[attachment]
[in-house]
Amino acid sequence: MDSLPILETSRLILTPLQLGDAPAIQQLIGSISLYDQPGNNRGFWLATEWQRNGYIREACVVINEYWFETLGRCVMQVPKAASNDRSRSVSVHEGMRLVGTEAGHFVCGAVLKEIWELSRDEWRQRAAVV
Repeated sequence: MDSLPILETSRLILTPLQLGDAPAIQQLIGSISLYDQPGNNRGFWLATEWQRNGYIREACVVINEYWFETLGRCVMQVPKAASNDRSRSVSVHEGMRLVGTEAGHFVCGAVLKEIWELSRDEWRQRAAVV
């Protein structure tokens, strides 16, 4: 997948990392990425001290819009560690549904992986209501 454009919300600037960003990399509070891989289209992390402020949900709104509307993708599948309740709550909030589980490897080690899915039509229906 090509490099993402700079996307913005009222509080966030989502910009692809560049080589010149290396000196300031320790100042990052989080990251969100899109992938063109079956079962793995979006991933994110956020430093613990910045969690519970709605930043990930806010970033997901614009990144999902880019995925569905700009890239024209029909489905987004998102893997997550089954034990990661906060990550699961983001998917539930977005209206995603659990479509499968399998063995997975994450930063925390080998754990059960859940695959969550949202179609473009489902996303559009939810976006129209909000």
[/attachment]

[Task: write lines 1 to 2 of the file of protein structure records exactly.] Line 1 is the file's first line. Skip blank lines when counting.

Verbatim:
[in-house]
Amino acid sequence: MDSLPILETSRLILTPLQLGDAPAIQQLIGSISLYDQPGNNRGFWLATEWQRNGYIREACVVINEYWFETLGRCVMQVPKAASNDRSRSVSVHEGMRLVGTEAGHFVCGAVLKEIWELSRDEWRQRAAVV